Guidelines for safe and effective information sharing set out in new paper


The five guiding principles that will help to achieve safe and effective information sharing in health and social care, have been set out in a new paper.

The guiding principles, published by techUK, have been designed for both direct and indirect use.

Designed to improve data sharing across the sector while protecting confidentiality and adhering to data protection regulation, the guidelines have been designed to inform a series of national developments including Dame Fiona Caldicott’s Review into data security standards. The set of principles could also inform the wording of a new consent model, the Government’s Data Steering Group and the Health and Social Care Information Centre’s Data Services Platform.

As the vast majority of data is processed by commercial organisations on behalf of public sector organisations; whether that is recording, storing, sharing or analysing data, the technology industry is being encouraged to play a key role in ensuring the main challenges are addressed.


Five principles

The five guiding principles put forward by techUK to make this vision a reality:

  1. Clear, consistent and practical consent model(s) for citizens and health and care professionals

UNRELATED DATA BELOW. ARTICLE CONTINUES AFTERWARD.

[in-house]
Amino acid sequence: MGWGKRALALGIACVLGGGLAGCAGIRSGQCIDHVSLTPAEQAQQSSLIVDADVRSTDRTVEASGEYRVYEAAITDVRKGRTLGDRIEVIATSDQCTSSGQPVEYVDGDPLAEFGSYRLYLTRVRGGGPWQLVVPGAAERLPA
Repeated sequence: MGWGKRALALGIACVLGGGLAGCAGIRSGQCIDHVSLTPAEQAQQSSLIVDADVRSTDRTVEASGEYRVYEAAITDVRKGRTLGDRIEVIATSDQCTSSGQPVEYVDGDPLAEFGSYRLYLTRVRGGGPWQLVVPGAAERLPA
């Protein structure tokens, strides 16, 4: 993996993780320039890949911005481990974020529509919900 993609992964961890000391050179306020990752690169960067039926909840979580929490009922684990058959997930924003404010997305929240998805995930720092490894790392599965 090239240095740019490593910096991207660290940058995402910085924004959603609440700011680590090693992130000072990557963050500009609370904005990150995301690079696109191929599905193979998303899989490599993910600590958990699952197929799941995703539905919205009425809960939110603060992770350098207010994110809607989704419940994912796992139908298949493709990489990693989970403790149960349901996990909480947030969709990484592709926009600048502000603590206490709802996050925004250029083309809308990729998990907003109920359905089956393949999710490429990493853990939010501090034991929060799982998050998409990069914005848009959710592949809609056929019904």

2. Linking and sharing data across the care continuum for citizen benefit
  3. A clear and consistent approach to information governance and data security standards
  4. Practical and usable information governance guidance that is proportionate to risk
  5. Closer collaboration between the technology industry and government

The techUK paper makes 12 practical recommendations for how industry and Government can work together to achieve these guiding principles and deliver safe and effective information sharing that enables patient centric care across health and social care.

Natalie Bateman, Head of Health and Social Care at techUK said: “Safe and effective sharing of information can help solve some of the biggest challenges faced by our health and social care services. Data sharing for primary and secondary use will enable providers to improve care outcomes within ever increasing pressures on already stretched resources. It’s vital we reach a consensus on what and how information is shared at every level, to achieve an optimal balance between personal privacy and security, and safe, cost effective, evidence-based health and care services.”


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